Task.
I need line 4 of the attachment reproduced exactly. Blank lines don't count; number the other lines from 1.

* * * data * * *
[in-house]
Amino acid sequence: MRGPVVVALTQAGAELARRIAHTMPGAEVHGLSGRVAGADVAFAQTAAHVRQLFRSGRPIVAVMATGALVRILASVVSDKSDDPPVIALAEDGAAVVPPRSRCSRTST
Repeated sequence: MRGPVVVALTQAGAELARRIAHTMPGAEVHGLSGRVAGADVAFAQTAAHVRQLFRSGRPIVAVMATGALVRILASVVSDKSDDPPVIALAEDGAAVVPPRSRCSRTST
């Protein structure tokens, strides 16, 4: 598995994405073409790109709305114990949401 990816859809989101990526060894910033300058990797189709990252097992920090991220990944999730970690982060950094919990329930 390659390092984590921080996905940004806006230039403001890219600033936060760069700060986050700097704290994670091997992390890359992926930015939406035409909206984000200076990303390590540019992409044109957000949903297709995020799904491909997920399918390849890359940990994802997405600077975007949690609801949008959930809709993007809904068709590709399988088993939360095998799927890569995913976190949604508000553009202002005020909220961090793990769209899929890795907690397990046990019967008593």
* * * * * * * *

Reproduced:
């Protein structure tokens, strides 16, 4: 598995994405073409790109709305114990949401 990816859809989101990526060894910033300058990797189709990252097992920090991220990944999730970690982060950094919990329930 390659390092984590921080996905940004806006230039403001890219600033936060760069700060986050700097704290994670091997992390890359992926930015939406035409909206984000200076990303390590540019992409044109957000949903297709995020799904491909997920399918390849890359940990994802997405600077975007949690609801949008959930809709993007809904068709590709399988088993939360095998799927890569995913976190949604508000553009202002005020909220961090793990769209899929890795907690397990046990019967008593």